Background: Trust is one of the key driving forces behind human action and an important factor in shaping human interaction. Trust can improve economic growth, political and civic involvement, democratic stability, and subjective well-being. Yet, trust has been in decline for the last 60 years in the U.S. Purpose: This article tests the effect of several indicators of religiosity, including an index for both social and individual religiosity, on trust. Common religious doctrine instructs followers to place their trust solely in God, and can therefore be interpreted as a determinant of generalized trust. Thus, the purpose of this paper is to find out whether religious people are more likely to be distrustful of others and whether they are more likely to be misanthropic. Methods: We use the US General Social Survey (GSS, 1972–2018, n > 10 k), a large, recurring, and nationally-representative sample of U.S. adults. Using the GSS, we investigate the relationship between religiosity and trust (interpersonal and generalized) in a well-controlled model using OLS regressions. We examine both the effects of social religiosity (e.g. church attendance, membership at religious organization), and individual religiosity (e.g. belief in God, feeling of closeness to God, prayer), on trust and on misanthropy. Several additional robustness tests were conducted. Results: The findings demonstrate that while social religiosity or belonging (services attendance, church membership) predicts more trust, individual religiosity or believing (prayer, closeness and belief in God) predicts lower trust. Likewise, social religiosity lowers misanthropy, while individual religiosity promotes it. Furthermore, we show that it is important to consider individual and social religiosity simultaneously because they correlate and have opposite effects–this is an intriguing and not entirely obvious finding as most people would expect that religiosity in general, has a positive effect on trust. Conclusions and Implications: Our results indicate that religiosity is a substantial determinant of social trust and of misanthropy. The divergent results based on whether religiosity is social or individual in character is a new conceptual approach towards religiosity not previously undertaken in the literature. Ingroup favoritism and outgroup derogation theory explains our findings—connecting with God disrupts connection with humans.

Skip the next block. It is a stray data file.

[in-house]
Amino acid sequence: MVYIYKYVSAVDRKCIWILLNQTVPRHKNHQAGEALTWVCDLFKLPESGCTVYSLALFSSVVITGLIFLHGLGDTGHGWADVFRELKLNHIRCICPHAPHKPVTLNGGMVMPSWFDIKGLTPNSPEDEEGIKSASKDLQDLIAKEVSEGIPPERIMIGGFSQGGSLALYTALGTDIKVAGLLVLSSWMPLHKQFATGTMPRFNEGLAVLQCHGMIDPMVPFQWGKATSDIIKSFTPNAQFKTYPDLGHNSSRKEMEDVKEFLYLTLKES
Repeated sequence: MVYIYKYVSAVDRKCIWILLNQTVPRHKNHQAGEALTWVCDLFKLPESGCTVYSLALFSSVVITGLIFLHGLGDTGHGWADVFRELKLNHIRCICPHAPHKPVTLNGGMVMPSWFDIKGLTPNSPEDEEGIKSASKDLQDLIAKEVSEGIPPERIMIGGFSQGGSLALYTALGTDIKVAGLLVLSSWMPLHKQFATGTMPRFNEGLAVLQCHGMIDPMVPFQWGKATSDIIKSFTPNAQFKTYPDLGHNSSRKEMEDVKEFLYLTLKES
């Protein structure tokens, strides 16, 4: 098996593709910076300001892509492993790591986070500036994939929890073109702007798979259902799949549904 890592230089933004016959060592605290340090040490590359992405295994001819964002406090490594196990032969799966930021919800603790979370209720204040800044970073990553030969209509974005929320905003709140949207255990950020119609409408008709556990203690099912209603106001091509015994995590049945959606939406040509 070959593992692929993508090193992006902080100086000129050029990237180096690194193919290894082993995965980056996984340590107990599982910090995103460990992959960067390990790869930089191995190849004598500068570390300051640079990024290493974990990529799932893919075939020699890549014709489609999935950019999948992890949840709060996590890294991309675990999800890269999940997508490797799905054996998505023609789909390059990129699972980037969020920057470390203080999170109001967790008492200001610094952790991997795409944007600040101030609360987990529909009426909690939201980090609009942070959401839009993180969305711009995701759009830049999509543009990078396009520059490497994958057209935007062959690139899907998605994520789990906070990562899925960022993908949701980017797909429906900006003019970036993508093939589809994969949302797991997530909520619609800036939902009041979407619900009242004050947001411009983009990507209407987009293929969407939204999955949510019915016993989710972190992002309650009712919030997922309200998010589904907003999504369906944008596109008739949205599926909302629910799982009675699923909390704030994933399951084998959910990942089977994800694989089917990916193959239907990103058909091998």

All Science Journal Classification (ASJC) codes
- Religious studies
- U.S. General Social Survey (GSS)